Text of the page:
All dissertation submissions must be in the English language.The cover or sheet should include the following: name, professional or home address, email, telephone and name of Ph D granting institution.
Previous winners include Emma Marshall (who won the 2016 Prize) for her dissertation ‘Women’s Domestic Medical Practice, Recipe Writing and Knowledge Networks in Seventeenth-Century England‘.
The judges – Professor Ole Grell of the Open University; Professor Trish Skinner of Swansea University; and Paul Lay, Editor of History Today – thought the dissertation was ‘an outstanding, rigorously researched piece of scholarship, which also managed to be a hugely enjoyable read I am honoured and delighted to accept this award for my undergraduate dissertation from such respected institutions as the Royal Historical Society and History Today magazine.
E-mail all materials to the Dissertation Prize.” Entries must be submitted by 1 October 2019.
Late entries and submissions that do not adhere to these guidelines will be disqualified.
I would like to express my gratitude to my supervisor Dr Cathy Mc Clive, whose generous advice, suggestions and recommendations were invaluable from the start.
Although challenging, I thoroughly enjoyed writing this dissertation, and the experience prepared me well for my current Masters thesis in Early Modern History.
Since 2015, this role has been taken on by Dr Pauline Couper (York St John University).
The following awards have been made: 2018 Prize: Sophie Buckle (University of Bristol) “Writing Between Worlds: An Audiencing of Leanne Simpson’s Stories as Theory for Decolonising Academic Writing Practices” [PDF 1.7MB] 2017 Prize: Hope Steadman (University of Birmingham) “The Neoliberalisation and Responsibilisation of Flood Risk Management in Swindon, UK.” [PDF 3.3MB] 2016 Prize: Mirjami Lantto (University of Glasgow) “Experiencing River Landscapes: the Affective Capacity of Landscapes and its Potential in Environmental Management” [PDF, 5.5MB] Commendation: Samuel Nutt (Durham University) “The Anxieties of Empire in Byron’s Turkish Tales: Exploring the Fiction in Postcolonial Geography” 2015 Prize: Kirsty Matthews (Durham University) “Mattering the Mind: Subjectivity and Not Knowing Within Obsessive Compulsive Disorder” 2014 Prize: Sebastian (University of Oxford) “Propositions for a radically empirical geomorphology” Commendation: Max Kirchner (University of Bristol) “Speaking truth to power: Theorising Edward Snowden’s Whistleblowing through Michel Foucault’s concepts of parrhesia and the event” 2013 Prize: Emily Nash (Queen Mary, University of London) “‘On the Wild Side’: The Geography Collective, public geographies and exploration” 2012 Two Prizes: Emily Foulger (University of Nottingham) “A Woman’s Eye: Isabella Bird Bishop’s travels in the RGS-IBG archives” Matthew Jones (University of Oxford) “Ordering mysteries?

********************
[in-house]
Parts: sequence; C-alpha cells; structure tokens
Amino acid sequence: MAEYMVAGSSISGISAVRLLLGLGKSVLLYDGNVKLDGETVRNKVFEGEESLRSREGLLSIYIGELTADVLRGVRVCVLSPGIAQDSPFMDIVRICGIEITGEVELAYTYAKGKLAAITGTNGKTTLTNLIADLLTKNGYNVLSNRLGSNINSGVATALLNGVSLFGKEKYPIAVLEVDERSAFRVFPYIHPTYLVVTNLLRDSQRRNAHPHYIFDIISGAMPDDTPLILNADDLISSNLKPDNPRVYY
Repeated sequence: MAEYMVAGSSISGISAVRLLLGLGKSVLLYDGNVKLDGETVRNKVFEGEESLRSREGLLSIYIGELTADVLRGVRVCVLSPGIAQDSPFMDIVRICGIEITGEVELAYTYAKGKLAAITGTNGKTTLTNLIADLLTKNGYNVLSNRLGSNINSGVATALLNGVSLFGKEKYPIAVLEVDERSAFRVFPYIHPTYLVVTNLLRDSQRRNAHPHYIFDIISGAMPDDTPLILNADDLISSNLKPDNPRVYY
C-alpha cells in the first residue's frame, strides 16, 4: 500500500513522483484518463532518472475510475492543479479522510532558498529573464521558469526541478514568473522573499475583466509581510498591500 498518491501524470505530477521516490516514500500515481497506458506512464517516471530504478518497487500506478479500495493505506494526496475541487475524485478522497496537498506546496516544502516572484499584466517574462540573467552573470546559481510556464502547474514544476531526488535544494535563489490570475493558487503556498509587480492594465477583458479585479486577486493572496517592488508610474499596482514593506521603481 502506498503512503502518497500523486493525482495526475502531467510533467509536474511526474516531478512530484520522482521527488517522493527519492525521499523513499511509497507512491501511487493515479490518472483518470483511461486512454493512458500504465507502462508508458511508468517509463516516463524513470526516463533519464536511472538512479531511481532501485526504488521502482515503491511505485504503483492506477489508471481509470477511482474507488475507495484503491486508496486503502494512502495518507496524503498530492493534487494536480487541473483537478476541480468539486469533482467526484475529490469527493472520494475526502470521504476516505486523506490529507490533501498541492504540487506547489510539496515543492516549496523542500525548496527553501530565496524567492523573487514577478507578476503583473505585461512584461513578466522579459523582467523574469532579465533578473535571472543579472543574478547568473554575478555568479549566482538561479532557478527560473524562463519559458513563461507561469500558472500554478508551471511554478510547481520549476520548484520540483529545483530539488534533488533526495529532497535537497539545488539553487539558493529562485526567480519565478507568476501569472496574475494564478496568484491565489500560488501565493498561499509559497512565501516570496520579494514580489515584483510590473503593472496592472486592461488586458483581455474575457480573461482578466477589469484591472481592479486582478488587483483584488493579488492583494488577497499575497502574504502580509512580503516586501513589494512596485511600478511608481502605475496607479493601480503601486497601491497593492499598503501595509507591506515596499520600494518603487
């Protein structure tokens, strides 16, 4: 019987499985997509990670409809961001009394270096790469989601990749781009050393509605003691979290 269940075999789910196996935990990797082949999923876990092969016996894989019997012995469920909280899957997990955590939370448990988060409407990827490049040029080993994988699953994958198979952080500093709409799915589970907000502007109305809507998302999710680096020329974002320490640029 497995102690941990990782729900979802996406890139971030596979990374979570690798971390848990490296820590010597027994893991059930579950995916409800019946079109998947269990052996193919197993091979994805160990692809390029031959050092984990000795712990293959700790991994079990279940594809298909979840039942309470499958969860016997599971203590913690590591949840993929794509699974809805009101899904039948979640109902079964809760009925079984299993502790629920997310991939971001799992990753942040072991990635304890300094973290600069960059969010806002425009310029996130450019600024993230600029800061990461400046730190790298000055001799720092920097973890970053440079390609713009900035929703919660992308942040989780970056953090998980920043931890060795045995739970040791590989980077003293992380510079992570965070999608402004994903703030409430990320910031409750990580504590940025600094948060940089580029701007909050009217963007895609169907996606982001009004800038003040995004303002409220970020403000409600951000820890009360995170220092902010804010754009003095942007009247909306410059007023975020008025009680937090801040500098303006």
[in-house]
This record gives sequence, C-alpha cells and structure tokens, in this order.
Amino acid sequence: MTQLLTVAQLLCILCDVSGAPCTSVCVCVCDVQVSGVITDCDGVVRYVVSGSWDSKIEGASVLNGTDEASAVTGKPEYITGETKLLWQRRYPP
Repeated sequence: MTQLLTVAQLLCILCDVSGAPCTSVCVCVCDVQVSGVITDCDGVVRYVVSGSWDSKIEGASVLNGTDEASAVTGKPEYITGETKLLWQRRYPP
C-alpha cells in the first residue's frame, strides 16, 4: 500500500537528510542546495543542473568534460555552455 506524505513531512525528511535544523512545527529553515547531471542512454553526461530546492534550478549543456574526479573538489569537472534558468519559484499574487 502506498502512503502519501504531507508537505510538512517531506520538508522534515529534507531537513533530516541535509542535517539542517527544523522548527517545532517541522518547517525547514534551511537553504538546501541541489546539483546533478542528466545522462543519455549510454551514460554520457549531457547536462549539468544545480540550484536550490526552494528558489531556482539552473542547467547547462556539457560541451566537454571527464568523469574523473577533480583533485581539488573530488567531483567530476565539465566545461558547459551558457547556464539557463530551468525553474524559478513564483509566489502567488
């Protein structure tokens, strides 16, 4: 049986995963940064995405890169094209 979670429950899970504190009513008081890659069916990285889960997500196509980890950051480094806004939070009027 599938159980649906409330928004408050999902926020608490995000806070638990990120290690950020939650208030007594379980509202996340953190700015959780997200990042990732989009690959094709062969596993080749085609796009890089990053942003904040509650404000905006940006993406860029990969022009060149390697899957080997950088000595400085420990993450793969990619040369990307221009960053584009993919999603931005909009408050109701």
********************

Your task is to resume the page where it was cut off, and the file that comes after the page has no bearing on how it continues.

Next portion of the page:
Beyond conflict, Hershenzon discovers that piracy, captivity, and redemption created a system of social and economic connections through which agents from both civilizations and diverse social and cultural backgrounds shaped an integrated Mediterranean region. On a three-year rotation, the Association offers a prize for the best dissertation, the best early career article, and best first book.
The book is exceptionally well researched with information extracted from a variety of unknown documents, many displaying astonishing personal experiences of the captives. Applications are solicited each fall and the award is made the following spring, with an honorarium of 0.